I got in a snit yesterday.
You could call it a hissy fit.
Whatever you call it, it wasn’t pretty. I was totally over-reacting to what was going on. I knew what I was saying and doing didn’t make a bit of sense, but I was sticking to my guns. I fueled the fire of illogical thoughts with heavy sighs and a dramatic stomping off into another room. I wanted to make sure my husband knew how pissed off I was — as if that was unclear.
Luckily he knew that it would take me a few minutes, but that I’d come around and apologize.
So, what’s happening when you completely over-react (or under-react) to something? What happens when your rational, healthy self – the part of you that has the capability of responding non-defensively but sincerely– is automatically overruled and your actions are governed instead by fear, defensiveness, blaming, and blowing things out of proportion? Or, quite the opposite, (and what a lot of perfectionistic people do who need to please others…) you under-react — as you automatically clamp down whatever potentially authentic response you have and replace it with steely over-control.
Often, it’s because something is unconsciously triggered that has nothing to do with the actual present moment but is linked to painful experiences from the past.
Instead of responding – you react.
An example of unconscious over-reaction…
Here’s a more precise example, which once again, revolves around getting angry with my husband.
Years ago, our toddler son, Rob, was still sleeping one early Saturday morning. My husband, a golfer, hadn’t been playing at all since Rob was born. It was a gorgeous day, and I heard him say, “I’m thinking about going out and playing a round, if that’s okay with you.”
I became immediately furious and spouted off something about him being selfish.
He was as surprised as I was at my venom, and there was an awkward silence between us.
Then all of a sudden a childhood memory slammed its way into my brain. When I was a young girl, my dad would leave for the golf course on Saturday mornings, and be gone most of the day. My mother was far from happy about it, and would confide in me — way too much and way too often.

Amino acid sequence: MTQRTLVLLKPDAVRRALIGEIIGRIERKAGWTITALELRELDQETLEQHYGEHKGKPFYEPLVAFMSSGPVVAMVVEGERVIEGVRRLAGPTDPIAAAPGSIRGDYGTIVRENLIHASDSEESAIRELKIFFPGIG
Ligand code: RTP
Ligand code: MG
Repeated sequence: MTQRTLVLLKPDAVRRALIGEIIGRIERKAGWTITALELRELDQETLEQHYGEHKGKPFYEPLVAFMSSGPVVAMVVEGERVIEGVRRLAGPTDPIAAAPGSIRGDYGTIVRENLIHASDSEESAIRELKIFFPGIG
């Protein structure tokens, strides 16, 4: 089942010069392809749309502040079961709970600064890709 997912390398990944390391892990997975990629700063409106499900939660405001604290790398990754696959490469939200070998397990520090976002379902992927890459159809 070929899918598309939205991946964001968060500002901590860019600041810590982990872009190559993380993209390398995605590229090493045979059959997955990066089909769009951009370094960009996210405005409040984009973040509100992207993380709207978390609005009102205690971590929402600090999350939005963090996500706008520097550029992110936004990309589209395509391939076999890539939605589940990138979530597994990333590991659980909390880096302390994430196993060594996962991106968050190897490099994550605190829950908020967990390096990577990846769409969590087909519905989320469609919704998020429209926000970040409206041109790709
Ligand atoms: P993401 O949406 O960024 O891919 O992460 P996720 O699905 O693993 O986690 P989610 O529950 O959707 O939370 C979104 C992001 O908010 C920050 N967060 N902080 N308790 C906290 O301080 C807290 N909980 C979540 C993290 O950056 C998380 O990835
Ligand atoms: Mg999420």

I felt emotionally trapped.
That’s the exact feeling that came up for me that beautiful morning. I once again felt trapped. But it didn’t fit the conversation that was going on in my kitchen with my husband. It wasn’t a rational response. It was an old rage that I’d never realized was as fierce as it was. It was my unconscious mind reacting — not my conscious mind responding.
I, again, apologized — and knew that I wanted to try and understand other places or times in my life where that anger might emerge — and not fit the reality of the situation. With time, I realized how any feeling of being trapped could lead me down a devastating rabbit hole. I began watching for it, trying to catch it. I got much better at realizing when it occurred, and not allowing it to take me over the edge.
An example of unconscious under-reaction…
Unconscious under-reactions can be a bit harder to detect, because they don’t cause a scene or make a fuss. But they can be as problematic as their emotional first cousin.
One example that jumps to mind is when boundaries are violated and there’s no reaction. For example, if your adult helicopter mother, who’s been running your life for years, tells you what you’re doing wrong in your marriage — without you asking — and your only response is to feel shame that you have the problem. Or, a very different situation — when your fragile, needy mother or father texts you one more time about one more problem they can’t resolve and you automatically put down what you’re doing and do it for them. In both situations, you’re not aware of the boundary being crossed. You don’t get angry — you may not even be aware of the manipulation.
Others may point it out to you and you may even deny it at first. But then, you begin to wonder, “Well, what would I say to a friend to whom this was happening? I’d say, ‘Tell your mom to keep her opinion to herself — she needs to support you!” Or, “Give the responsibility back to your parents when they don’t do anything for themselves. You can be loyal and caring without doing everything for them.”
You might realize then, and only then, the kind of under-reaction you’re having, and do the work of practicing and watching for when it occurs again.
Call it insight. Call it getting more in control of your reactions and emotions. Call it staying in the present. Call is — as Freud would say — making the unconscious, conscious.
It can help you immensely to respond — and not be trapped by automatic behavior, thought and emotion.
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